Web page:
- where mobile phone data may be extracted from
- what types of mobile phone data might be present
- how mobile phone data can be retrieved from an iPhone
- how the data will be forensically preserved and analyzed
- mobile phone applications that may hold useful information to this case
- how the evidence will be handled in anticipation of court admissibility
Based on your experience and expertise, you know to include deep diving to locate deleted and locked data and timelines, as well as geographic information systems and bring your own device guidelines. As you prepare to scan for tools to use in this investigation, you will outline the need to look at the phone (SIM/USIM), and any additional memory (SD/memory cards), for call logs, text and SMS messages, contacts, graphics, web history, location information, Wi-Fi Connection logs, and application data.
The goal of this plan is to summarize current mobile phone forensics and mobile incident response and investigation, the guidelines for how examiners approach mobile phone evidence, the challenges posed by iPhones, limitations and constraints, and the expectations for forensic analysis of this device.
Construct an investigation plan that addresses the concerns listed above. An investigation plan would typically be four to six pages, not including images and references. Use APA format and submit the plan to Sheriff Jamison (your instructor) for review and feedback. You will include the investigation plan in your forensic investigation report. Now you are ready to begin your investigation.
Step 3: Process Mobile Phone Image and Prepare a Forensic Report
Warning: This step will take you about three hours to complete. If you leave the lab without finishing it, you will have to start over again at the beginning; the lab environment does not save your information. Access the associated resources before beginning the lab.
Now that you have an investigation plan, you are prepared to begin the analysis of the iPhone. You’ll need to review some investigation instructions, then access the virtual lab to obtain the mobile phone image; it is a subset of a full iPhone image.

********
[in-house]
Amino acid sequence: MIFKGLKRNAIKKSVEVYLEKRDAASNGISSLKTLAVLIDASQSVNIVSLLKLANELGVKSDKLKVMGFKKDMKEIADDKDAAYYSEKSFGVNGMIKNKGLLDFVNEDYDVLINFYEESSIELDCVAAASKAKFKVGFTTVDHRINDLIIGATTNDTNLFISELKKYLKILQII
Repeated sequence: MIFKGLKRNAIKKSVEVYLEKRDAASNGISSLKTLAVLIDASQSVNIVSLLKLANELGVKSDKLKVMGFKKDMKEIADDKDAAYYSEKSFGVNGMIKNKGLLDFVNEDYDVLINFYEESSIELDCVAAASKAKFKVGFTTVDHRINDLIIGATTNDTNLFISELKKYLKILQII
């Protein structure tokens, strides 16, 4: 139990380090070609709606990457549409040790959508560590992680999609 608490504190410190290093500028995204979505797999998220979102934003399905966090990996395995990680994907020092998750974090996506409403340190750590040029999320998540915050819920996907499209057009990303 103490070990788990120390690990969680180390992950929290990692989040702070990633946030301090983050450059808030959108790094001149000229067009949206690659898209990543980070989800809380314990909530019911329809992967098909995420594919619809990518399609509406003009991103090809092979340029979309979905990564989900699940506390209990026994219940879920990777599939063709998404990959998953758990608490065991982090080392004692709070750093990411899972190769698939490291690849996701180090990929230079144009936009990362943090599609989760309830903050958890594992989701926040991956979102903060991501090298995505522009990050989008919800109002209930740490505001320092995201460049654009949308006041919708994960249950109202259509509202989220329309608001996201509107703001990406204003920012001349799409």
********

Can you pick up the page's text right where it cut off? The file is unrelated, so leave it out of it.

Cellebrite is a mobile forensic tool from a company based out of Israel. Cellebrite was originally developed for things like copying contacts from one phone to another. So, when a new phone was purchased the owner wouldn’t have to retype all of their contact information. Cellebrite was a hardware-based tool that was called a UFED. While the UFED is still being used a computer-based solution known as Physical Analyzer. Cellebrite supports the extraction of thousands of different devices. Physical Analyzer can generate a report, or it can generate an extract that can be read and analyzed with Cellebrite Reader. Cellebrite Reader has many of the same features as Physical Analyzer, including the ability to generate reports. This lab will utilize an extract from Physical Analyzer that generated a file to be used with Cellebrite Reader
You open the case that contains the processed mobile phone image, conduct the laboratory investigation, and prepare a forensic report. The forensic report should include screenshots and information on mobile phone data, including the following:
- the evidence handling and processing steps that you use
- responses to the questions (in the lab)
- screenshots and/or other forensic artifacts to support each response
- summary and other case documentation (e.g., tools used, version, and image hashes)
- as in previous labs, refer to the Guidelines for Digital Forensics Examiner Reports.